Know Your Risk Factors

Moms who live in individualistic cultures — rather than collective — are more likely to suffer from mom burnout. So are low-income moms and those who are compensated for professional work done outside the home. However, by knowing their risk factors (or triggers), moms can readily identify what they’re feeling and experiencing, which can foster positive change. 

Eat Well

Eating a healthy diet of nutrient-dense foods — like fruits, vegetables, and whole grains — provides the fuel for exercise, reduces inflammation, and minimizes your risk of chronic diseases. 

Additionally, the foods we consume directly affect our mental well-being, as over 90% of our serotonin is produced by our gut bacteria. Serotonin is a neurotransmitter that boosts mood, cognition, and memory, and low serotonin levels have been linked to depressive feelings, sadness, and fatigue. 

Therefore, moms should fuel their guts with prebiotics (fruit, vegetables, and whole grains) and probiotics (fermented foods like yogurt, kefir, sauerkraut, miso, tempeh, kombucha, gouda cheese, pickled vegetables, and cottage cheese) to boost serotonin levels. 

Speak With a Therapist

Going to therapy for burnout is a great form of mom self-care. Not only are therapists impartial and easy to talk to, but they can provide tools to cope with the stressors of parenthood. Remember that you don’t have to wait until you have a “real problem” to visit a therapist. Even regular, monthly check-ins are fantastic ways to clear your mind and refocus on what matters to you. 

Set Goals and Priorities

As much as we’d like to, it’s impossible to do it all. And to avoid burning out, moms need to differentiate urgent tasks from those that can wait. Every mom should learn how to say “no” when she needs to. And at the end of the day, remember to focus on all that you’ve accomplished instead of everything you still need to do. 

Spend Time in Nature

Scientific studies show that regular walks through nature improve mental health. In addition, grounding — which involves doing things that electrically connect you to the Earth (like walking barefoot through the grass) — has been shown to improve sleep, reduce pain, and combat stress.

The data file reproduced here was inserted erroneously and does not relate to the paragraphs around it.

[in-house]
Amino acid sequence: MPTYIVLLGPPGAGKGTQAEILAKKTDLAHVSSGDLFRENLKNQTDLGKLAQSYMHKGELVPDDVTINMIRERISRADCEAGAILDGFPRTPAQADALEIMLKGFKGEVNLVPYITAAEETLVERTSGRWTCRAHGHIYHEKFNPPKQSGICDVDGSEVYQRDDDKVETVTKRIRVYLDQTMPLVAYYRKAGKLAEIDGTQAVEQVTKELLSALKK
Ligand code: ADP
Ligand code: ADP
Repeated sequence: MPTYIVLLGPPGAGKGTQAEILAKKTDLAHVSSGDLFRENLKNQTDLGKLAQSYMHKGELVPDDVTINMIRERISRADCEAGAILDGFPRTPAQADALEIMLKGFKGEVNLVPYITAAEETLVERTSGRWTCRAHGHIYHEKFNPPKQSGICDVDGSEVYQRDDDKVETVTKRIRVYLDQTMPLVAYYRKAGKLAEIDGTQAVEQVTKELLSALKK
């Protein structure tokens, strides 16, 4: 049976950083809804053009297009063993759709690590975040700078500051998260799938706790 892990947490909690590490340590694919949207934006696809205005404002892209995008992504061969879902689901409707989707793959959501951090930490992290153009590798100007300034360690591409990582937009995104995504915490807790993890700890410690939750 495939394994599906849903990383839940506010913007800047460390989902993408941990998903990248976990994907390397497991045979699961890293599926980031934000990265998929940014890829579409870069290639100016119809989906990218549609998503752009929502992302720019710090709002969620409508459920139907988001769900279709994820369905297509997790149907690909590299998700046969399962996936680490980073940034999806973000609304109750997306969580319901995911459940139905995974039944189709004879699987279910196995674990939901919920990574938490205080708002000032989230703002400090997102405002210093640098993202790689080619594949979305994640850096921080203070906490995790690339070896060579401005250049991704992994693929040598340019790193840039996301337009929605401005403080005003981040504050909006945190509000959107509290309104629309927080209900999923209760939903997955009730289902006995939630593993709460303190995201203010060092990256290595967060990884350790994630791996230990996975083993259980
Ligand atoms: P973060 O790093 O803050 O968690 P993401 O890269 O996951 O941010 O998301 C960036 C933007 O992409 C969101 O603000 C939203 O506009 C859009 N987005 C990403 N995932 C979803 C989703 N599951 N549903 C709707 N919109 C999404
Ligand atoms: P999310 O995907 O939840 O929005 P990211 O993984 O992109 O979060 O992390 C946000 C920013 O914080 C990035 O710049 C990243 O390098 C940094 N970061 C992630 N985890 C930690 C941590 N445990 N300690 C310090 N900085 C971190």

Journal to Track Your Mood

Journaling is a phenomenal opportunity to step back and reflect on the day, your accomplishments, and your areas of imperfection. In this way, it allows moms to become mindful observers of their own lives and family dynamics, and it helps them identify patterns that could prevent future burnout. Additionally, this form of emotional mom self-care sets an excellent example for children. 

Explore Mindful Parenting

Mindful parenting is a technique that grounds you in the moment and keeps you focused on the tasks at hand. Consequently, this can help moms avoid perpetuating feelings of anxiety. Focusing on the “here and now” deescalates the urge to forge ahead, especially when it might not be the best decision for yourself or your family.

Stop Comparing Yourself to Other Moms 

Whether it’s with friends or on social media, comparison culture is detrimental to a mom’s mental health. Instead of focusing on what others are “doing right” or “doing better,” figure out what works for you and your family. Moms should parent in a way that aligns with their values (regardless of anyone else’s) to feel in control and less chaotic. 

Schedule You-Time

It’s not uncommon for moms to prioritize their children’s and spouse’s needs over their own. However, making time for self-care is necessary to manage the mental, psychological, and emotional load of motherhood. 

Because everyone is unique, alone time looks different for different moms. And if you’re unsure where to start, try doing something that’s just for you. Personally? We love taking baths, practicing mindfulness, going on a walk through the neighborhood, reading, or watching a show that no one else likes. Instead of setting rigid rules and expectations, mom self-care is simply identifying what your needs are on a given day and making sure they’re met. 

Making Time for Self-Care as a Mom 

At the end of the day, moms are people too. And making time for self-care is necessary to become the best parent you can be. If you’re struggling with mom burnout, know that you’re not alone. These self-care tips for moms will help you parent with love, grace, patience, and self-compassion.